A sustainable city that can serve us all

7 Apr 2010 - 11:30

Left to right: Richard Calland, Tau Tavengwa (design and project coordination); 
Mokena Makeka; Max Price and Edgar Pieterse
Left to right: Richard Calland, Tau Tavengwa (design and project coordination); Mokena Makeka; Max Price and Edgar Pieterse

Last night saw the book launch and exhibition opening of Counter-Currents: Experiments in Sustainability in the Cape Town Region. Edited by Edgar Pieterse, Counter-Currents showcases bold urban development initiatives by the both the state and the private sector and aims to shift public ideas and discourses about the future of Cape Town. The starting point of this initiative is that the nature and direction of Cape Town's physical metamorphosis is unsustainable and culturally questionable if not inappropriate. However, amidst the expansion of real estate, a number of very important "counter-currents" are afoot (as plans or interventions or sometimes, only dreams) which represent both a critique of unimaginative urban growth and hold the seeds for putting Cape Town onto a unique and culturally resonant growth path; a precondition for creating a more inclusive, vibrant and sustainable city at ease in its own skin, perched at the southern tip of Africa.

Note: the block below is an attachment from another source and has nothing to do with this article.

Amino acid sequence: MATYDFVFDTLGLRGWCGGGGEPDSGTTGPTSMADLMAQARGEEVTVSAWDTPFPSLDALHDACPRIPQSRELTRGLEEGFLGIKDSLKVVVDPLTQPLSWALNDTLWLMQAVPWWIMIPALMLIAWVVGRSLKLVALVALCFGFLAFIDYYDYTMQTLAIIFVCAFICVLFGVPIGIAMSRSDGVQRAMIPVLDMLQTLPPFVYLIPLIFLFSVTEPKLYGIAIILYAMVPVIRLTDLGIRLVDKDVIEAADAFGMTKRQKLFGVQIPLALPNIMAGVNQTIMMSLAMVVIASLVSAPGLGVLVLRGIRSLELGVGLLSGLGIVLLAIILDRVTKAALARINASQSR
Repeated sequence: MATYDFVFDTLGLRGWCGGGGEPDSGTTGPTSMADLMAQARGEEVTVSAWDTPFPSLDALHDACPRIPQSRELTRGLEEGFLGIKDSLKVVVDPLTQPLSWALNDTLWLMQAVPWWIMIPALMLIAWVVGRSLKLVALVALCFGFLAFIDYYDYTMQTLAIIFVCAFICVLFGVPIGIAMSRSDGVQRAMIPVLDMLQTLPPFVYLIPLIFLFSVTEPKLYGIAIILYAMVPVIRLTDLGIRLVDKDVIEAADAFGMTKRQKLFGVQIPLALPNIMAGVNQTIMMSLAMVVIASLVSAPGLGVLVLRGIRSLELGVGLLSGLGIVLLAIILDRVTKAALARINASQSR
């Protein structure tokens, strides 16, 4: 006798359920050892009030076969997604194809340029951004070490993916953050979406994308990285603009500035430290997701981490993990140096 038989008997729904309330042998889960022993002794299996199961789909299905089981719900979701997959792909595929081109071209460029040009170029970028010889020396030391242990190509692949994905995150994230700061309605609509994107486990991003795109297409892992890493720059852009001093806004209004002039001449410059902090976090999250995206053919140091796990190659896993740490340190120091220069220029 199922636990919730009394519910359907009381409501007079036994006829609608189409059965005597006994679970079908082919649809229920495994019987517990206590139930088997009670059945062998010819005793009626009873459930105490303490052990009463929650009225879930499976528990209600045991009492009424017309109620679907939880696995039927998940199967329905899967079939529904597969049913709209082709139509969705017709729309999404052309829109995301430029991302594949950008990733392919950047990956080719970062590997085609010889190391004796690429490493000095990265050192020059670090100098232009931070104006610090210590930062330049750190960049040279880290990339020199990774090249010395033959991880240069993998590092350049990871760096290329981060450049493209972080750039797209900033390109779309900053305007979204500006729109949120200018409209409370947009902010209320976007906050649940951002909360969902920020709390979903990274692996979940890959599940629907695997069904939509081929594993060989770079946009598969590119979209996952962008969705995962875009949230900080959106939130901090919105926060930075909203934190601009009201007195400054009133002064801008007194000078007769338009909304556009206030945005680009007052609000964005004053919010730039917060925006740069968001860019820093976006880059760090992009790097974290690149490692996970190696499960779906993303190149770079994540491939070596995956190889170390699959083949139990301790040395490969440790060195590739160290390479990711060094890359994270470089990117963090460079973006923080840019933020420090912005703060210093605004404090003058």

Contributors to the volume include: David Schmidt; Ashraf Jamal; Abdoumaliq Simone; Karen Press; Stephen Boshoff; Wendy Crane; Mark Swilling; Lisa Thompson-Smeddle; Martin de Witt; Herrie Schalekamp; Barbara Southworth; Andrew Borraine; Lucien le Grange; Nisa Mammon; Mokena Makeka; Luyanda Mpahlwa; Tau Tavengwa; Tanner Methvin; Dave Dewar; Piet Louw; Iain Low; Susan Parnell; Greg Clarke; Mark Swilling; Gita Goven and Catherine Stone.

Dr Max Price (Vice Chancellor: University of Cape Town) introduced the book and said:

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